Parts of Shanghai have faced intermittent restrictions on business due to Covid controls, even after a broader two-month lockdown ended in June.
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BEIJING – More than twice as many U.S. companies have cut investment in China this year than last year, according to a recent survey released Friday by the American Chamber of Commerce in Shanghai.
The report says that 19% of respondents said they would reduce investment in China in 2022, down from 10% in 2021.
According to survey participants, the main reasons for this are Covid-related closures, travel restrictions and supply chain disruptions.
“Confidence has been shaken,” said the American Chamber of Commerce in Shanghai.
The metropolis of Shanghai underwent one of the strictest lockdowns in China earlier this year, dragging the national economy back to almost no growth in the second quarter. Growth of 3.9% in the third quarter brought year-on-year GDP growth to 3% – well below the official target of around 5.5%.
Looking at Southeast Asia
According to the results of the survey, one third of the respondents diverted their planned Chinese investments last year.
The report notes that this is almost double last year’s figure, with Southeast Asia being the most popular destination, followed by the United States.
According to the survey, Southeast Asia attracted the majority of investments, particularly in technology, logistics and retail.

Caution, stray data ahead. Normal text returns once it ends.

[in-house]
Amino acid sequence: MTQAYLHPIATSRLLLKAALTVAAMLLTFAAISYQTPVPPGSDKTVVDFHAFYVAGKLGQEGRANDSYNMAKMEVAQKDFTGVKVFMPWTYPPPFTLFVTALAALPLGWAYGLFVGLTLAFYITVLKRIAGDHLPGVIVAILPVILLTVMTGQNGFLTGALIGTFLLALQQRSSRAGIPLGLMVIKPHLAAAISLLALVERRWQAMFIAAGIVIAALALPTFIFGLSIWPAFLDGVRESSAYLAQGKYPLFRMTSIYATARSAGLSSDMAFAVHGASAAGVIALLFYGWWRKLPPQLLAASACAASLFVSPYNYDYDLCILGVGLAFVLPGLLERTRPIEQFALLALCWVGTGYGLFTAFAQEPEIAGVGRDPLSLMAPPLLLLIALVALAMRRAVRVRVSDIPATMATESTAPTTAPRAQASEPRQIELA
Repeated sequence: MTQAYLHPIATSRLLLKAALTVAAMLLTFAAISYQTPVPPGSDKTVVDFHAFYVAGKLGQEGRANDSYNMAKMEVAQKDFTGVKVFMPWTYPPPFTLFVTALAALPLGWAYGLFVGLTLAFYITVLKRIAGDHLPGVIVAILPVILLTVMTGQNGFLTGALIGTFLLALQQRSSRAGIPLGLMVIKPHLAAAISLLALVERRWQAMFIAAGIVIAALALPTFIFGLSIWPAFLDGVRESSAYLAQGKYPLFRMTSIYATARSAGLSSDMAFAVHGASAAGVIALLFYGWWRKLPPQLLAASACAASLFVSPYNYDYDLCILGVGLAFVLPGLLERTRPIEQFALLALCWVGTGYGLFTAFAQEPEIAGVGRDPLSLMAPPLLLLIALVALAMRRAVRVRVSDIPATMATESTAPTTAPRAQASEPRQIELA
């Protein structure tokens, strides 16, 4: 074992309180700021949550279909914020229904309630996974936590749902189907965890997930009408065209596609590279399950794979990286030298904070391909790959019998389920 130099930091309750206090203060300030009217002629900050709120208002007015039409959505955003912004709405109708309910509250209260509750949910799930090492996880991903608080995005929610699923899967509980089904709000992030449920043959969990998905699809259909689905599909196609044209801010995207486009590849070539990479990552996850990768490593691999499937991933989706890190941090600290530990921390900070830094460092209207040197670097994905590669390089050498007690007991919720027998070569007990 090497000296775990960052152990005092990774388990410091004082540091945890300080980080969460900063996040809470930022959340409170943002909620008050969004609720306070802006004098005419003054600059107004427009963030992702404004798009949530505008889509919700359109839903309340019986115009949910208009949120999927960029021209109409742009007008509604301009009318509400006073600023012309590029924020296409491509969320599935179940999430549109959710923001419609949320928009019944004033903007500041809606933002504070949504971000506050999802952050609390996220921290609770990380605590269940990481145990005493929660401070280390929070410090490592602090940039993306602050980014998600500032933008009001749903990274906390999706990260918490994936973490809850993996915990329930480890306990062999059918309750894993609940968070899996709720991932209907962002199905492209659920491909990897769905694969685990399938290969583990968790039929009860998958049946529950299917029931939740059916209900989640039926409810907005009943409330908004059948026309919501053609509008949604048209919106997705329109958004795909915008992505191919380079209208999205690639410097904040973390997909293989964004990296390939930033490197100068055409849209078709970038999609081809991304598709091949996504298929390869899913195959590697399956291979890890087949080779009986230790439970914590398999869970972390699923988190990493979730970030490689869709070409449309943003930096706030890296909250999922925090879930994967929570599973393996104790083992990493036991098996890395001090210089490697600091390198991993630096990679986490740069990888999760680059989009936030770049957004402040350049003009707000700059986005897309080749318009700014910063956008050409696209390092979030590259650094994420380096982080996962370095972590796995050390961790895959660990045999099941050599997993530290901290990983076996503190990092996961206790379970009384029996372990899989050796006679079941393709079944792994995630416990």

307 respondents took part in the survey from July 14 to August 14. 18, prior to the final export controls on the US semiconductor industry.
Over the next one to three years, one retailer said, it is moving all production out of China with a manufacturing company. Overall, the survey found that nine firms moved more than 30% of their production capacity from China.
The vast majority of companies in the chemical, pharmaceutical, medical device and life sciences industries planned to continue operating in China, the report said.
It still relies on China
Beijing has emphasized that it wants the country to focus more on higher-end manufacturing, while factories in more labor-intensive industries move to other countries where wages are lower.
But China, by contrast, remains a critical supplier of mostly US and EU goods, according to an Allianz Research report this month.
“This means that the US and Europe have more to lose in the extreme scenario of a complete disruption of US-China and US-EU-China trade relations,” the report said. “Loss of critical supplies would cost 1.3% of GDP for the US and 0.5% of GDP for the EU and 0.3% of GDP for China.”
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